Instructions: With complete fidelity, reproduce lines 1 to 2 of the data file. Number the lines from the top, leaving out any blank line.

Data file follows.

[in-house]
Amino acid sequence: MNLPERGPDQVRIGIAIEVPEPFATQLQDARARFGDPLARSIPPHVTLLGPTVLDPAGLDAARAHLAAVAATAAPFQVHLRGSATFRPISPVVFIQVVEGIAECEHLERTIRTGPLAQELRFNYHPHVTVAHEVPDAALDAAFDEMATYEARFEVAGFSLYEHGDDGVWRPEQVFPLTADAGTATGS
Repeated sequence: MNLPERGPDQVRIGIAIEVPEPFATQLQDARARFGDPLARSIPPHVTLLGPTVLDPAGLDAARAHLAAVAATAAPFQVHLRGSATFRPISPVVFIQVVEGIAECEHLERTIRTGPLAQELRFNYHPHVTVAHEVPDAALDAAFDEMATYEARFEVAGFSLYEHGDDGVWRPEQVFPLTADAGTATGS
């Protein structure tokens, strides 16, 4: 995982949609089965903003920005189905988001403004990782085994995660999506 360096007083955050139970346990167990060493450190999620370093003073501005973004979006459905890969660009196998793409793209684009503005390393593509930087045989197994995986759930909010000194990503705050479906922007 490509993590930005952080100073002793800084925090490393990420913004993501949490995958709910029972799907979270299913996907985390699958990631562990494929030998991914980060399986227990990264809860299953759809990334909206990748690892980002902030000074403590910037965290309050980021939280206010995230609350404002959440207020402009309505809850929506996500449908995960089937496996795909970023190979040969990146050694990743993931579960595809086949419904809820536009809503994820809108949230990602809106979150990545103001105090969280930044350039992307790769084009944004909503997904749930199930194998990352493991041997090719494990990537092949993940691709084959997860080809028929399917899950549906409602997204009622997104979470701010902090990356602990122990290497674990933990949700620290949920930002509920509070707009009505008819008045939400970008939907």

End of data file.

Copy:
[in-house]
Amino acid sequence: MNLPERGPDQVRIGIAIEVPEPFATQLQDARARFGDPLARSIPPHVTLLGPTVLDPAGLDAARAHLAAVAATAAPFQVHLRGSATFRPISPVVFIQVVEGIAECEHLERTIRTGPLAQELRFNYHPHVTVAHEVPDAALDAAFDEMATYEARFEVAGFSLYEHGDDGVWRPEQVFPLTADAGTATGS